Friday 27th November 2020 at 16:00 GMT, 11:00 EST
'The Cultural Evolution of Explanations: from the Royal Society of London to Online Conspiracy Forums'
In the first seminar of the Behavioural Data Science Series, from the Alan Turing Insitute Simon DeDeo (Carnegie Mellon University and the Santa Fe Institute) will lead a discussion on the cultural evolution of explanations. This work provides new insights into the basic psycho-social phenomenon of explanation-making, and shows how fundamental advances in the cognitive sciences can be applied to large-scale social phenomena of interest to the social and political sciences. The talk is based on joint work with Zachary Wojtowicz, Chloe Perry, Gabe Salmon, Will Thompson, and Zachary Nova
Behavioral Humanities Speaker series
Tuesday 16th March 2021 @ 3pm GMT
Unfolding vision: Cezanne’s ‘personal way of seeing’
This paper concerns perceptual explanations for a range of so-called ‘distortions’ in Cezanne’s paintings. Drawing on Gestalt and recent psychology, it examines how the painter’s habit of fixating for up to twenty minutes on objects caused things in peripheral vision to fade away and their vertical edges to slope to the left, and horizontal edges to look ‘broken’. It will also investigate why Cezanne’s faces appear devoid of character because of the same sustained way of looking, or how this supplanted normal, holistic, and fast face perception based on low-spatial frequency information. The paper will end by considering how Cezanne viewed the landscape slowly, for several hours at a time, and how doing so made it possible to synthesis those of its features which are most revealing about shape, and thereby express its ‘heaviness’.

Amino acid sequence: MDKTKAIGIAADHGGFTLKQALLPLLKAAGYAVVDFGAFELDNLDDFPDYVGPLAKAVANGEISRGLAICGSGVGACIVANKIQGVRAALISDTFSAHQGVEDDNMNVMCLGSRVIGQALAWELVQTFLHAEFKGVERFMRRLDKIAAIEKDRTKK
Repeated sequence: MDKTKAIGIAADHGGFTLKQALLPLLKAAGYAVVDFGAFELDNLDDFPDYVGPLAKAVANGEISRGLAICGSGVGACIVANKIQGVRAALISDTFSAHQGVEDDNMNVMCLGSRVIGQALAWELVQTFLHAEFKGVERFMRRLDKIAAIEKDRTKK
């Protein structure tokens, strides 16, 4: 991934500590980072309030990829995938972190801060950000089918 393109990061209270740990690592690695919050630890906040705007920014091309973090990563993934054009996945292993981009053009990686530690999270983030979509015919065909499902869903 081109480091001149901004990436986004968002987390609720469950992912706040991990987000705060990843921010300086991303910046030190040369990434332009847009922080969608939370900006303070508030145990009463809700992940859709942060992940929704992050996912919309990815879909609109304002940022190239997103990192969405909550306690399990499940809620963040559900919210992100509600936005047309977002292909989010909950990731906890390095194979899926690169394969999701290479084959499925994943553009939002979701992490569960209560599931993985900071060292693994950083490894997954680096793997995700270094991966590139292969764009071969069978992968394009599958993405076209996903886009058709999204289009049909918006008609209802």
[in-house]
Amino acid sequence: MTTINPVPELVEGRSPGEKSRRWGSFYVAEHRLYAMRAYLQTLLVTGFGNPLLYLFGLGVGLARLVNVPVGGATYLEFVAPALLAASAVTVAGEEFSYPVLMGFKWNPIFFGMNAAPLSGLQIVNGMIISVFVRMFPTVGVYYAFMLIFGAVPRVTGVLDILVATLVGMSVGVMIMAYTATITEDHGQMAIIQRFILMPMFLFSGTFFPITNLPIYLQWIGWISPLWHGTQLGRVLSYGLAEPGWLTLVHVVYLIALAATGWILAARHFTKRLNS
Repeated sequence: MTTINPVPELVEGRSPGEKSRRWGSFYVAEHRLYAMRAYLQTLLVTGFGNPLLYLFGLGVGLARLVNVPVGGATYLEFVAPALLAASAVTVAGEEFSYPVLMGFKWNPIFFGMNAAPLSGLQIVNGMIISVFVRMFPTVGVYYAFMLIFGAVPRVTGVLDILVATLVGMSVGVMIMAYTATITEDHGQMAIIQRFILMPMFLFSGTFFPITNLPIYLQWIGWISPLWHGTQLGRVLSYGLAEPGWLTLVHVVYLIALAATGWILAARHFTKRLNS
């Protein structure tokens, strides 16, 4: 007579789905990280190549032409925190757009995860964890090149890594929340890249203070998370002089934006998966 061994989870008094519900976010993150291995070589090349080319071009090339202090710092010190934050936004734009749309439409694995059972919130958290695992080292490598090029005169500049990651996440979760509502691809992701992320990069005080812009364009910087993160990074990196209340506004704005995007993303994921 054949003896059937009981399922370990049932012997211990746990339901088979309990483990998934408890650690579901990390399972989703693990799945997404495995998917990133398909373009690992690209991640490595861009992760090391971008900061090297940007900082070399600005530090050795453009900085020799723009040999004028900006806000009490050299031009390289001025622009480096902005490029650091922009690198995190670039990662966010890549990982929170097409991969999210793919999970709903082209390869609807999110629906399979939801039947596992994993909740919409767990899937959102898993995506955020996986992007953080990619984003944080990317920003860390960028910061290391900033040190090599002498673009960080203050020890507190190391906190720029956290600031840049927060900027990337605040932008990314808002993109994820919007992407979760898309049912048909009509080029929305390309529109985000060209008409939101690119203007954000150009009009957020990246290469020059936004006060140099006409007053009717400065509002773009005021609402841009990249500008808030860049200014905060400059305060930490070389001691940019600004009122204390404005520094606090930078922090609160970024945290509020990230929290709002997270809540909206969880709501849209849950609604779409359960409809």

Tuesday 23rd March 2021 @ 3pm GMT
"Warts and All”: Film, Ethics and Human Frailty
In the 2017 AHRC funded research project, 'Digital Technology and Human Vulnerability: Towards an Ethical Praxis', participants from John Taylor Hospice in North Birmingham were given critical and practical training to create six films. These have been displayed and discussed with all kinds of audiences, locally, nationally and internationally, ever since. In this presentation, I want to use the films themselves to reconsider the ethical issues at the heart of this project and its central concern with the potential of film to transform our understanding of, and response to, human vulnerability. Michele Aaron is Reader in Film and Television and a Fellow of Warwick's Institute of Engagement. Her last two books focused on death and dying: an edited collection and the monograph, Death and the Moving Image: Ideology, Iconography and I (2014). She has increasingly redirected her fascination with difficult images into collaborative projects with community groups, charities and artists, and Screening Rights Film Festival, which she set up in 2015, to explore further the potential for film to affect personal, social and political change.
Monday 5th April 2021 13:50-16:30
Tuesday 6th April 2021 13:50-16:30
This workshop was be the first of a series of similar dissemination events on the micro-level consequences of political violence exposure.
Organised by Dr Arzu Kibris, Associate Professor, Politics and International Studies (PAIS), the first event of this series will focus on economic behaviour. Please join us for a very interesting program of presentations by esteemed scholars of political violence.